Is it some urgent desire to transform the world into more of an ideal place? No, that's not quite it. Maybe it was the discipline my Navy veteran dad instilled in me by showing me how to make my bed to military standards (and yes, he'd pull it all apart if a quarter didn't bounce on it). No, although it didn't hurt to learn that sort of discipline at 6 months of age (just kidding...kind of). Eventually I realized the reason is extremely simple. When I see something that needs to be done, and I believe I can successfully do that thing, I do it. Just like Rotary does. If we think back at all the "things that need to be done" that Rotary has identified over the years, it really is the same. Let's take the pavilion at Willow Park as an example. This was before my time as a Rotarian, but it's a safe bet that there was not an extended discussion about Rotary's motivation for building the pavilion. Rather than an in-depth analysis of motivations, I imagine someone stood up at a meeting and said, "This needs to be done, and I think we can successfully do it." And Rotary did it. Just the way that Rotary did it with the restoration of the fountain in front of the town offices, the way we did it with the creation of the picnic area at the deer park, and many other successful projects. As the Covid-19 pandemic gets under control, as vaccinations increase, and as we edge back toward a sense of normalcy in the way we relate to each other, Rotarians will again begin to stand up and say to the group, "This needs to be done." Then another will stand up and say, "And we can do it." People will look around at one another, nod their heads, and say, "Let's make it happen."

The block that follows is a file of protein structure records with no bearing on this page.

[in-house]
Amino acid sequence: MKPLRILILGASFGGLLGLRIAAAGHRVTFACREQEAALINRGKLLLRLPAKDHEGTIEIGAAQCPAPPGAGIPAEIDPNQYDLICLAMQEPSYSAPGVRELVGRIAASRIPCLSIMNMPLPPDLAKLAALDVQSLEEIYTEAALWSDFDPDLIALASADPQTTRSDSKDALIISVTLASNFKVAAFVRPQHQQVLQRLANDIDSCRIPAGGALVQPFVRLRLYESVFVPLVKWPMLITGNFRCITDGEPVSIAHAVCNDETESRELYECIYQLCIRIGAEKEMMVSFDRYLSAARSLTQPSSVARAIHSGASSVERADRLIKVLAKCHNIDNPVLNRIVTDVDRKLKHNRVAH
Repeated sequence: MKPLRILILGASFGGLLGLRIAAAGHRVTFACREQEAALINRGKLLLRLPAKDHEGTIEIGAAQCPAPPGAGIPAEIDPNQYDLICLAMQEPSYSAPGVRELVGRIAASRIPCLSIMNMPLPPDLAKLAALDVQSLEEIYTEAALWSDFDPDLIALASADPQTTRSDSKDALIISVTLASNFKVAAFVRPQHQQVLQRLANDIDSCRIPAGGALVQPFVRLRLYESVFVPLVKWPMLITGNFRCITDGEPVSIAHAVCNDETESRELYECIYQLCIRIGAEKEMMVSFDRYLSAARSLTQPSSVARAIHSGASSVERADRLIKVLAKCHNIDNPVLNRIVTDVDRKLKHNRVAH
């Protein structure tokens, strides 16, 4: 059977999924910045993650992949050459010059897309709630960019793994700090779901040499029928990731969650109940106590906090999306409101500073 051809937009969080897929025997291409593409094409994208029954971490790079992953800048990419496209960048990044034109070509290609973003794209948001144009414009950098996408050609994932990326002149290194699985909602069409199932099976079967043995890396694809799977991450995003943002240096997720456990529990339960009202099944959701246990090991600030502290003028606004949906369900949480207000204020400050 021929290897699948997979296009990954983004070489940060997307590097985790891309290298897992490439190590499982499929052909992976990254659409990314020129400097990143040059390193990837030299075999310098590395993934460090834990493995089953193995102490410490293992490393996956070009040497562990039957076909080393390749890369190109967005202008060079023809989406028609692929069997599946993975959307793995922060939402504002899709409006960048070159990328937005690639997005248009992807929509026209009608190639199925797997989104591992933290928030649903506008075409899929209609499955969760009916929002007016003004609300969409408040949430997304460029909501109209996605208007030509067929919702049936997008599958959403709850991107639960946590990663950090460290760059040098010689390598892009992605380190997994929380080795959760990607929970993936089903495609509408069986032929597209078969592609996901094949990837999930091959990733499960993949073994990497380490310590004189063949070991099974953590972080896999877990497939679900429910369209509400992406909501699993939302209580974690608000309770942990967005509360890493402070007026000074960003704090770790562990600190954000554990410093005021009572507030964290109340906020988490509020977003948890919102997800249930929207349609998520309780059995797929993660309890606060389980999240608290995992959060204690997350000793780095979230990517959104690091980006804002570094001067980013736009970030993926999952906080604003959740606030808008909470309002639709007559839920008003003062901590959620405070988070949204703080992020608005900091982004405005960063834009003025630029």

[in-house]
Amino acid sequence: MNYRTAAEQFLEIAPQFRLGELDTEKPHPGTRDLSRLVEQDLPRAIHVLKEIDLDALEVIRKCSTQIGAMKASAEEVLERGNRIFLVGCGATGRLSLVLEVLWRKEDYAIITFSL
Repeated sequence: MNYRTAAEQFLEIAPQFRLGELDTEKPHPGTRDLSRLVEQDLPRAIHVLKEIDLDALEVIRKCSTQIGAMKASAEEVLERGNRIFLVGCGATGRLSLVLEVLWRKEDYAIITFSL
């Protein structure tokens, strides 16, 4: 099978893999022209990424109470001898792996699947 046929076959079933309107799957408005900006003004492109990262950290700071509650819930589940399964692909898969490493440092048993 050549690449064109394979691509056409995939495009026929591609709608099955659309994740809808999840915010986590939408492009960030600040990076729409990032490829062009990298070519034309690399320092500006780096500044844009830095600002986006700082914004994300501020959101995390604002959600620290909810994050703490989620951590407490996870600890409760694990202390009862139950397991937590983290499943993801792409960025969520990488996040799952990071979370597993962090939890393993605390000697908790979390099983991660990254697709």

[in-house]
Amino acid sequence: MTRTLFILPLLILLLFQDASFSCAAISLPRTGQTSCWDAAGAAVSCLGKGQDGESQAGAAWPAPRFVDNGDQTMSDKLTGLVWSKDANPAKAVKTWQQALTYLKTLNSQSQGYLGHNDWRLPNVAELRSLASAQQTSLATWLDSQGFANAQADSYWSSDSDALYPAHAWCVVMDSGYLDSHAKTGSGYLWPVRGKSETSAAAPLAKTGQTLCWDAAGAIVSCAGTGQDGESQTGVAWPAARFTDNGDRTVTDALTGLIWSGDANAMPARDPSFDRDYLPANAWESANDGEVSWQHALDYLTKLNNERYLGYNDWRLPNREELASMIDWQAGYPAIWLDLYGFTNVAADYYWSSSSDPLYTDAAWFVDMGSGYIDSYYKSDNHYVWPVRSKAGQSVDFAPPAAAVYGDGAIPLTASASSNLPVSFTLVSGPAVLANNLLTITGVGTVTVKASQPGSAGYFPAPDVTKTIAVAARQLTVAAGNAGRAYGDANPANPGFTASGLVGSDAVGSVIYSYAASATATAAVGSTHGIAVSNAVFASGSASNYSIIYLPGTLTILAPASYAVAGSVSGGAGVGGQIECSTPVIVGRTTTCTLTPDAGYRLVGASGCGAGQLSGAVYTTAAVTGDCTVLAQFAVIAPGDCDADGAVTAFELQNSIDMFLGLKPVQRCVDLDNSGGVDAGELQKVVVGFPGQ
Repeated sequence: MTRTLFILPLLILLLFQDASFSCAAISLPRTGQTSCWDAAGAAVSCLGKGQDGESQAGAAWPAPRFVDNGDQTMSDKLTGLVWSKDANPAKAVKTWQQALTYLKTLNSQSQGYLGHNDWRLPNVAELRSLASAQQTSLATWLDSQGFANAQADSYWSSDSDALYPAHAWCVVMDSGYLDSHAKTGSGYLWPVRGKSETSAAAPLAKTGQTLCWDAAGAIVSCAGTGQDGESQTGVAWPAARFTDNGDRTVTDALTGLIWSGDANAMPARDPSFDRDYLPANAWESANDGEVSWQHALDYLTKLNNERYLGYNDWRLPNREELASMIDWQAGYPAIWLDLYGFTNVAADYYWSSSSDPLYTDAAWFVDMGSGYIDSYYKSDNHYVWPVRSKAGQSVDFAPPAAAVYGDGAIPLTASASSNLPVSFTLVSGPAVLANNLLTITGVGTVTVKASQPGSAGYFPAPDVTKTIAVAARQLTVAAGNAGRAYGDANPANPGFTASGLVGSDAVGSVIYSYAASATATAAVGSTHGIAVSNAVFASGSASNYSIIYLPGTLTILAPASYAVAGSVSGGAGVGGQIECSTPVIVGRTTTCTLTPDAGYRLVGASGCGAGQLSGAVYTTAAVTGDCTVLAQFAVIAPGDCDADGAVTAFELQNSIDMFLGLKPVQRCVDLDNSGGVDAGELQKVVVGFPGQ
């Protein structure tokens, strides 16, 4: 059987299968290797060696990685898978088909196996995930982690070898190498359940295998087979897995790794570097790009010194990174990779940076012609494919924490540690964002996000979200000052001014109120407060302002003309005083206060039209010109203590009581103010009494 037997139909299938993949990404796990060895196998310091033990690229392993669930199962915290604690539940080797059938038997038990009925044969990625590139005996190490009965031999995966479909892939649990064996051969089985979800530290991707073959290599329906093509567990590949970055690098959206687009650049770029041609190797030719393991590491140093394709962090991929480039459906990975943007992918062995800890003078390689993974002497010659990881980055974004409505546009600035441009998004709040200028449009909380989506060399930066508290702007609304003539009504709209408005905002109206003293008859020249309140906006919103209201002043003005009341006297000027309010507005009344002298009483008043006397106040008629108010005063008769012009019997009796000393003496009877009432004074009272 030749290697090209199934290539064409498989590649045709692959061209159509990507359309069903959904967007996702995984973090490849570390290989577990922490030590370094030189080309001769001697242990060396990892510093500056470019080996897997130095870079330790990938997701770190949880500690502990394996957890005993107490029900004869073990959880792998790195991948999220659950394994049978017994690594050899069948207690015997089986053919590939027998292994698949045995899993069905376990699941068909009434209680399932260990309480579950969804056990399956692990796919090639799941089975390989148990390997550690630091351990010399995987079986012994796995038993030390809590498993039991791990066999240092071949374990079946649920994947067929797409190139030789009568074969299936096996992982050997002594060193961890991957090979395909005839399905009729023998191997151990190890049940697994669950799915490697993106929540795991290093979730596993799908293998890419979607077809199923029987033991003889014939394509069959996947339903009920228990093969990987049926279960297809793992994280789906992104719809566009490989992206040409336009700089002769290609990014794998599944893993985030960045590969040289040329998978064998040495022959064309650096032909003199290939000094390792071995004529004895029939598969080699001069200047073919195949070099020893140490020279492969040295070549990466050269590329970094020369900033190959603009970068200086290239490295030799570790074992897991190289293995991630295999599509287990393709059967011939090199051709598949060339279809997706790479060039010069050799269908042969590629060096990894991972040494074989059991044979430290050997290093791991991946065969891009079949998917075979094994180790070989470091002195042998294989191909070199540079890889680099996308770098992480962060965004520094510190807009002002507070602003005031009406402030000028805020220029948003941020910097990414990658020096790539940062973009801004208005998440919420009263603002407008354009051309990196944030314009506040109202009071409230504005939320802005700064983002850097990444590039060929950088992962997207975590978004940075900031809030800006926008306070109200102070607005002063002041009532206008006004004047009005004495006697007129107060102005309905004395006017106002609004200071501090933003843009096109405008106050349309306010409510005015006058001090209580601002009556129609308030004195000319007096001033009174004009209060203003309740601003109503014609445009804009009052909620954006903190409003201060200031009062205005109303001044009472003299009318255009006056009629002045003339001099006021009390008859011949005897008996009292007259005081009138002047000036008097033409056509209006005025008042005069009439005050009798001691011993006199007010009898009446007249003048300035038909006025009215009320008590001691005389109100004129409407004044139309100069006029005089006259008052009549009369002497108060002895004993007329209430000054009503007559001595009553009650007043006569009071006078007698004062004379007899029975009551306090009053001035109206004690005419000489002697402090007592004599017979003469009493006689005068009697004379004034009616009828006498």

In a recent meeting, each member spoke about what they found important, and we identified 4 domains of interest for community service projects:

1. Addressing basic and urgent needs such as food insecurity and literacy,
2. In-person team projects such as working at the community gardens,
3. International projects such as our support of the Kenyan orphanage, and
4. Promoting and strengthening the area in projects such as the upcoming Battle of Bennington anniversary.

Using this basic framework that came out that meeting, it is time for us to prepare to stand up and say to the group, "This needs to be done." Of course, we cannot do everything, but all proposed projects will be considered and weighed on their merits. So bring your ideas to meetings and let us know what needs to be done. Let us determine if we have the resources to do it. Let us get to the point where we can look back on new projects and say, "And we did it."

Yours in Rotary Service,
Dana
Club Co-President